Course Description

The building envelope of a house needs to be designed and constructed to have satisfactory moisture management and thermal performance. The HVAC and mechanical systems, on the other hand, need to be designed and constructed to provide appropriate indoor environmental conditions for the occupants. Although these two disciplines are separate, there is quite a noticeable overlap between the two, to a point that the performance of one will affect the other one. These overlaps are often not effectively coordinated, leading to compromised moisture management and/or thermal performance of the building envelope, or compromised efficiency and performance of the HVAC and mechanical systems. In either case, the end result is the performance and long-term durability of the house have been compromised.

This presentation, built upon a wide range of real and interesting case studies and photographs, will:
  • Discuss the overlaps in the scopes of the building envelope and HVAC/mechanical disciplines
  • Show examples where a lack of coordination of these overlaps has led to performance problems
  • Demonstrate the required coordination measures and provide practical solutions to effectively handle the overlaps of the two scopes

Key Learning Objectives:

  • Best practice coordination strategies to address the overlaps between the scopes of the building envelope and HVAC/mechanical disciplines during the design and construction phases
  • Effective airtightness measures around pipe and HVAC duct penetrations through building envelope
  • Proper waterproofing strategies around penetrations such as exhaust vents, pipes, and electrical conduits/boxes
  • Optimal location of HVAC and mechanical systems in relation to the building envelope
  • Conditioned versus unconditioned spaces, and associated implications on building envelope and HVAC design
  • New section 9.36 BC Building Code energy efficiency requirements, and their impact on the overlap of scopes between the two disciplines, including insulation requirements behind ducts and pipes in the wall cavity, the trade-off option, etc.
  • Increased airtightness of the building envelope and its impact on ventilation efficiency
  • Excess summer heat gain and the associated occupant discomfort, and their relation to the overlaps of scope between the two disciplines

Approved for 1.5 CPD points under the Construction Technology category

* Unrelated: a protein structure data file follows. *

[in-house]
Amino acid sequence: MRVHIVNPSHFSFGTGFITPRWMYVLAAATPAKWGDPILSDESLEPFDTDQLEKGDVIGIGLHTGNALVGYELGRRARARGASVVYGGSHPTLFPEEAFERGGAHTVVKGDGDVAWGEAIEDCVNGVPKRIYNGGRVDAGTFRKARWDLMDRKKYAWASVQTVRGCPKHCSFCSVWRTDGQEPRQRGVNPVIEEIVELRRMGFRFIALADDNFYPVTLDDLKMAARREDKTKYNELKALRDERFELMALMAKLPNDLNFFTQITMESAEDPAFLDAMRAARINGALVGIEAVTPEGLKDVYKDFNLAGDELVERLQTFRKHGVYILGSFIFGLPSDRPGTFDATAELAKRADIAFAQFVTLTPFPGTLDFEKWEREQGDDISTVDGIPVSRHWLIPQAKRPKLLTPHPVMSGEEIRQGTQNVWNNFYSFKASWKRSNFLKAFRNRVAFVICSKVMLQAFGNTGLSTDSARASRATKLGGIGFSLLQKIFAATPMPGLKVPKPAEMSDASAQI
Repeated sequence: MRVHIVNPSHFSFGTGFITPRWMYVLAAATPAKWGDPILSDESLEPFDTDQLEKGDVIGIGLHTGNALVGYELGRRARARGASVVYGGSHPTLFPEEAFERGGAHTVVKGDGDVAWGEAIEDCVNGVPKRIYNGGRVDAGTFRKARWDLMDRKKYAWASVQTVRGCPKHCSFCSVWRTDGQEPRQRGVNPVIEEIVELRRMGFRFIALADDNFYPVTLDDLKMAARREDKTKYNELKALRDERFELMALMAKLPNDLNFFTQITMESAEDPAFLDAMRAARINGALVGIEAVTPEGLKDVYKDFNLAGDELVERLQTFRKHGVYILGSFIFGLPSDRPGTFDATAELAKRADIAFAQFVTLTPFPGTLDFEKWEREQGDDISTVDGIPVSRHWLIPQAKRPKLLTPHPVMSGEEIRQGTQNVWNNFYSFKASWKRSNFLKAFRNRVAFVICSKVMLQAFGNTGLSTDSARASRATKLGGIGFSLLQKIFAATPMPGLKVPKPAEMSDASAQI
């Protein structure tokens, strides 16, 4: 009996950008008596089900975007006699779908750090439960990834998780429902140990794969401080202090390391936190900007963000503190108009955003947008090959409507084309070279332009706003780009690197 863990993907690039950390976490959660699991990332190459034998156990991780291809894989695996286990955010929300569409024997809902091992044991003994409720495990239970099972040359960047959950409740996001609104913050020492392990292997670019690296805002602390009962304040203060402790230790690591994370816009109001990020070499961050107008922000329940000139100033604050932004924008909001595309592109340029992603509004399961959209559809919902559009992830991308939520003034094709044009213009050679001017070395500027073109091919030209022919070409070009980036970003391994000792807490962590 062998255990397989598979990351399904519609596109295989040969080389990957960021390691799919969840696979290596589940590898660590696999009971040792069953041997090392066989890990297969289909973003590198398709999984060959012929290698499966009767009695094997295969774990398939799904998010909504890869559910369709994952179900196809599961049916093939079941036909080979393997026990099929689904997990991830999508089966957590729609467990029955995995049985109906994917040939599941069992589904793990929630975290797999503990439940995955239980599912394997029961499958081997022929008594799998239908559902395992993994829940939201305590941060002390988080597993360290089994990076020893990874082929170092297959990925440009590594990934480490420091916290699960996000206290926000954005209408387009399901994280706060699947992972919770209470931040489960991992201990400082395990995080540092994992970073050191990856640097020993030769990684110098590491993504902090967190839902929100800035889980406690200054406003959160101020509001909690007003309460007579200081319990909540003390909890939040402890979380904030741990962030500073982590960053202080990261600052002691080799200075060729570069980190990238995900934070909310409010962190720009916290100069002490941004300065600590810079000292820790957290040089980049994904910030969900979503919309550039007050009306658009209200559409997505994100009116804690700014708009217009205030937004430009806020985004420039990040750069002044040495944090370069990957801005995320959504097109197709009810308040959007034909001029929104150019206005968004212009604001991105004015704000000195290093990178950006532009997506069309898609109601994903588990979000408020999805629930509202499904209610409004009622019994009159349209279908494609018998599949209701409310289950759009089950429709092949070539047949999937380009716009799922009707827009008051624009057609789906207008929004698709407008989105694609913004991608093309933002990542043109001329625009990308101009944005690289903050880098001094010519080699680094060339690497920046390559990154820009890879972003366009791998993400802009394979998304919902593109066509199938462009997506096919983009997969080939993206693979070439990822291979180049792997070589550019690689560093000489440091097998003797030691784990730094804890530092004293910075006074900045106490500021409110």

Note: If you have already taken this course in person, repeating it online will not qualify for additional CPD points.

Course curriculum

  • 1

    Chapter 1

    • Before You Get Started

    • Agreement to HAVAN Academic Integrity Policy

    • Video: Part 1

  • 2

    Chapter 2

    • Video: Part 2

  • 3

    Chapter 3

    • Video: Part 3

  • 4

    Chapter 4

    • Video: Part 4

    • Feedback

    • Declaration of Completed Work Assignment

Hamid Heidarali, P.Eng, Hamid Design Build

Hamid Heidarali has a strong passion for high performance and durable buildings that minimize their impact on the environment, while providing a superior experience for their occupants. He has been providing building science consultation on a wide range of projects in Canada over the past 17 years. He enjoys sharing his experience with others and to that note, he has taught Building Envelope courses to Masters Students as part of the Building Science Graduate Program at British Columbia Institute of Technology (2015 till 2019), and also presents to construction professionals on a regular basis. Hamid holds Professional Engineering designation (P.Eng) in Ontario and British Columbia, a LEED Accredited Professional in Canada, and certified Passive House Tradesperson through Germany. He received his Master of Engineering in Building Science and Construction Management, and his Bachelor of Science in Civil Engineering. Hamid is a Principal at HDB, a Building Science consulting firm, offering services with the focus on improving energy efficiency, moisture management, durability, and thermal comfort.